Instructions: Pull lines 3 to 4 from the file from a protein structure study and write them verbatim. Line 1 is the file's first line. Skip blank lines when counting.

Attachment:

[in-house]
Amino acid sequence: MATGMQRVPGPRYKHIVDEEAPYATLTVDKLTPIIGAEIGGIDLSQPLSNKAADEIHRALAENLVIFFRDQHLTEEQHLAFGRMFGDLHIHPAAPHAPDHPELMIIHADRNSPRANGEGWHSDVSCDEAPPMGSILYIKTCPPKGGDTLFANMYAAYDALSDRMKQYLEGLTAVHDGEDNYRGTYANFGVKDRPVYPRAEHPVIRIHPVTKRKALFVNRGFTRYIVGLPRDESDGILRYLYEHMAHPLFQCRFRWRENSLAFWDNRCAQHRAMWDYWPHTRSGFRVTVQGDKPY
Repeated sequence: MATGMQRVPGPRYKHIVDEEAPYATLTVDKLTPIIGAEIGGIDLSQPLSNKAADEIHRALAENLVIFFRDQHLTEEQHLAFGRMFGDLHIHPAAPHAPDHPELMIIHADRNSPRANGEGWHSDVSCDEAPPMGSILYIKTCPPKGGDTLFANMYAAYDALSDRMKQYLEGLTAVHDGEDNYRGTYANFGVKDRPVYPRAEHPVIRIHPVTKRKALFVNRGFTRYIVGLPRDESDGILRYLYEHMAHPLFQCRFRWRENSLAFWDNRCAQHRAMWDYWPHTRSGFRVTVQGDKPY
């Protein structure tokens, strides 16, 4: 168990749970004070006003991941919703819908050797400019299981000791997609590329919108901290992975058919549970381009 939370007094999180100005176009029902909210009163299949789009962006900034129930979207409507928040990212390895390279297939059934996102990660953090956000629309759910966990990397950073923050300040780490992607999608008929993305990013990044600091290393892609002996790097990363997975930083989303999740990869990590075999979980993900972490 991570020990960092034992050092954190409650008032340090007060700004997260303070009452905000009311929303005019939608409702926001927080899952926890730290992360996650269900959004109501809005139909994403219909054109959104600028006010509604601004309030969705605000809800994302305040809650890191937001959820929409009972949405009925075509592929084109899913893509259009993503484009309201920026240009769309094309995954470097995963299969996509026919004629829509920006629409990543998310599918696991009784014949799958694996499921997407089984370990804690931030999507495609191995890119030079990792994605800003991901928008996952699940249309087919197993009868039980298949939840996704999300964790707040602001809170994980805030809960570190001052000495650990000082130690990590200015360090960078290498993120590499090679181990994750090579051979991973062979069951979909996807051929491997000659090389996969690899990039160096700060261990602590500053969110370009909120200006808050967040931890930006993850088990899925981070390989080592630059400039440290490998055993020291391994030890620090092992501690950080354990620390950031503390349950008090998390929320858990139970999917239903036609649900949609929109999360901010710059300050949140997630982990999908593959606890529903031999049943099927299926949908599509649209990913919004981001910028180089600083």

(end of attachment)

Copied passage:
Repeated sequence: MATGMQRVPGPRYKHIVDEEAPYATLTVDKLTPIIGAEIGGIDLSQPLSNKAADEIHRALAENLVIFFRDQHLTEEQHLAFGRMFGDLHIHPAAPHAPDHPELMIIHADRNSPRANGEGWHSDVSCDEAPPMGSILYIKTCPPKGGDTLFANMYAAYDALSDRMKQYLEGLTAVHDGEDNYRGTYANFGVKDRPVYPRAEHPVIRIHPVTKRKALFVNRGFTRYIVGLPRDESDGILRYLYEHMAHPLFQCRFRWRENSLAFWDNRCAQHRAMWDYWPHTRSGFRVTVQGDKPY
């Protein structure tokens, strides 16, 4: 168990749970004070006003991941919703819908050797400019299981000791997609590329919108901290992975058919549970381009 939370007094999180100005176009029902909210009163299949789009962006900034129930979207409507928040990212390895390279297939059934996102990660953090956000629309759910966990990397950073923050300040780490992607999608008929993305990013990044600091290393892609002996790097990363997975930083989303999740990869990590075999979980993900972490 991570020990960092034992050092954190409650008032340090007060700004997260303070009452905000009311929303005019939608409702926001927080899952926890730290992360996650269900959004109501809005139909994403219909054109959104600028006010509604601004309030969705605000809800994302305040809650890191937001959820929409009972949405009925075509592929084109899913893509259009993503484009309201920026240009769309094309995954470097995963299969996509026919004629829509920006629409990543998310599918696991009784014949799958694996499921997407089984370990804690931030999507495609191995890119030079990792994605800003991901928008996952699940249309087919197993009868039980298949939840996704999300964790707040602001809170994980805030809960570190001052000495650990000082130690990590200015360090960078290498993120590499090679181990994750090579051979991973062979069951979909996807051929491997000659090389996969690899990039160096700060261990602590500053969110370009909120200006808050967040931890930006993850088990899925981070390989080592630059400039440290490998055993020291391994030890620090092992501690950080354990620390950031503390349950008090998390929320858990139970999917239903036609649900949609929109999360901010710059300050949140997630982990999908593959606890529903031999049943099927299926949908599509649209990913919004981001910028180089600083």